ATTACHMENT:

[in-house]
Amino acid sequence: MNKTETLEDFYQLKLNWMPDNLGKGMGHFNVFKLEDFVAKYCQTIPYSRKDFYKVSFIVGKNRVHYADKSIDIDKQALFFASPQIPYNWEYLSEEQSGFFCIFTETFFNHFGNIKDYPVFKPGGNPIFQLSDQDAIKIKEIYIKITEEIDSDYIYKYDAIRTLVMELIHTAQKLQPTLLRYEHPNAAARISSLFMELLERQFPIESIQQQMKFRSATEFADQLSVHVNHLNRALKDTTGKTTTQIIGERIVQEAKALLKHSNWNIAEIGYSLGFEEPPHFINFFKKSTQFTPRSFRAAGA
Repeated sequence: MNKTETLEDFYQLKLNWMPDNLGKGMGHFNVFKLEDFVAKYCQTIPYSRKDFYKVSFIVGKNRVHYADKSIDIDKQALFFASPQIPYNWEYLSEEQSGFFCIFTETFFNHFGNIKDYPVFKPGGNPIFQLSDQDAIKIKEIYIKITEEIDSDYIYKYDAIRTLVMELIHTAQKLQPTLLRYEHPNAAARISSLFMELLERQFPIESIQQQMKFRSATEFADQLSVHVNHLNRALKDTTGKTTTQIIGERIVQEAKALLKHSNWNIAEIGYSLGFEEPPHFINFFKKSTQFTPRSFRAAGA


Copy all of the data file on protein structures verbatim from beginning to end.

[in-house]
Amino acid sequence: MNKTETLEDFYQLKLNWMPDNLGKGMGHFNVFKLEDFVAKYCQTIPYSRKDFYKVSFIVGKNRVHYADKSIDIDKQALFFASPQIPYNWEYLSEEQSGFFCIFTETFFNHFGNIKDYPVFKPGGNPIFQLSDQDAIKIKEIYIKITEEIDSDYIYKYDAIRTLVMELIHTAQKLQPTLLRYEHPNAAARISSLFMELLERQFPIESIQQQMKFRSATEFADQLSVHVNHLNRALKDTTGKTTTQIIGERIVQEAKALLKHSNWNIAEIGYSLGFEEPPHFINFFKKSTQFTPRSFRAAGA
Repeated sequence: MNKTETLEDFYQLKLNWMPDNLGKGMGHFNVFKLEDFVAKYCQTIPYSRKDFYKVSFIVGKNRVHYADKSIDIDKQALFFASPQIPYNWEYLSEEQSGFFCIFTETFFNHFGNIKDYPVFKPGGNPIFQLSDQDAIKIKEIYIKITEEIDSDYIYKYDAIRTLVMELIHTAQKLQPTLLRYEHPNAAARISSLFMELLERQFPIESIQQQMKFRSATEFADQLSVHVNHLNRALKDTTGKTTTQIIGERIVQEAKALLKHSNWNIAEIGYSLGFEEPPHFINFFKKSTQFTPRSFRAAGA